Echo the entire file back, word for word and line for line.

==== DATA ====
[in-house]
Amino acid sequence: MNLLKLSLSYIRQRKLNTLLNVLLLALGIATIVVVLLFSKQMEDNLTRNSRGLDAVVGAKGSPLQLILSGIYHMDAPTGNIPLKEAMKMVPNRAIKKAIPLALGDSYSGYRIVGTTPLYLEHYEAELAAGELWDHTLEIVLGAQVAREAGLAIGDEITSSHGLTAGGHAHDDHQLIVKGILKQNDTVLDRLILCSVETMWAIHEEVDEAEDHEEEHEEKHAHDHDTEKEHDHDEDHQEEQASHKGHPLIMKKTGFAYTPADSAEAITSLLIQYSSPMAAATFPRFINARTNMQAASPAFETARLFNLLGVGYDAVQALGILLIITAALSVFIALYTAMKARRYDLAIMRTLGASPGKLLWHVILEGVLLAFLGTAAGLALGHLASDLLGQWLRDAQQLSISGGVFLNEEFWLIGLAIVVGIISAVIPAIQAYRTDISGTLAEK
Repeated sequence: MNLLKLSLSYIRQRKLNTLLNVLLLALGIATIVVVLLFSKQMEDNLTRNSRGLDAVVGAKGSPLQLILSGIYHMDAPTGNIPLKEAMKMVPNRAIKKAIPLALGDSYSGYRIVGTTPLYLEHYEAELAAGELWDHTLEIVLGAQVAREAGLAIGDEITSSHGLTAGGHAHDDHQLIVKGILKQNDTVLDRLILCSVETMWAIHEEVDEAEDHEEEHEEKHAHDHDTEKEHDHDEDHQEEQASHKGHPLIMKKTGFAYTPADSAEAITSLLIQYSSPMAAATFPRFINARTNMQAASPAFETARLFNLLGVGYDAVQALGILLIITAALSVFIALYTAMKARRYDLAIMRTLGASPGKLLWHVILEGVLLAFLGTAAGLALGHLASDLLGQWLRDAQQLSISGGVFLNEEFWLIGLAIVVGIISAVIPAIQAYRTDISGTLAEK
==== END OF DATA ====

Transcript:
[in-house]
Amino acid sequence: MNLLKLSLSYIRQRKLNTLLNVLLLALGIATIVVVLLFSKQMEDNLTRNSRGLDAVVGAKGSPLQLILSGIYHMDAPTGNIPLKEAMKMVPNRAIKKAIPLALGDSYSGYRIVGTTPLYLEHYEAELAAGELWDHTLEIVLGAQVAREAGLAIGDEITSSHGLTAGGHAHDDHQLIVKGILKQNDTVLDRLILCSVETMWAIHEEVDEAEDHEEEHEEKHAHDHDTEKEHDHDEDHQEEQASHKGHPLIMKKTGFAYTPADSAEAITSLLIQYSSPMAAATFPRFINARTNMQAASPAFETARLFNLLGVGYDAVQALGILLIITAALSVFIALYTAMKARRYDLAIMRTLGASPGKLLWHVILEGVLLAFLGTAAGLALGHLASDLLGQWLRDAQQLSISGGVFLNEEFWLIGLAIVVGIISAVIPAIQAYRTDISGTLAEK
Repeated sequence: MNLLKLSLSYIRQRKLNTLLNVLLLALGIATIVVVLLFSKQMEDNLTRNSRGLDAVVGAKGSPLQLILSGIYHMDAPTGNIPLKEAMKMVPNRAIKKAIPLALGDSYSGYRIVGTTPLYLEHYEAELAAGELWDHTLEIVLGAQVAREAGLAIGDEITSSHGLTAGGHAHDDHQLIVKGILKQNDTVLDRLILCSVETMWAIHEEVDEAEDHEEEHEEKHAHDHDTEKEHDHDEDHQEEQASHKGHPLIMKKTGFAYTPADSAEAITSLLIQYSSPMAAATFPRFINARTNMQAASPAFETARLFNLLGVGYDAVQALGILLIITAALSVFIALYTAMKARRYDLAIMRTLGASPGKLLWHVILEGVLLAFLGTAAGLALGHLASDLLGQWLRDAQQLSISGGVFLNEEFWLIGLAIVVGIISAVIPAIQAYRTDISGTLAEK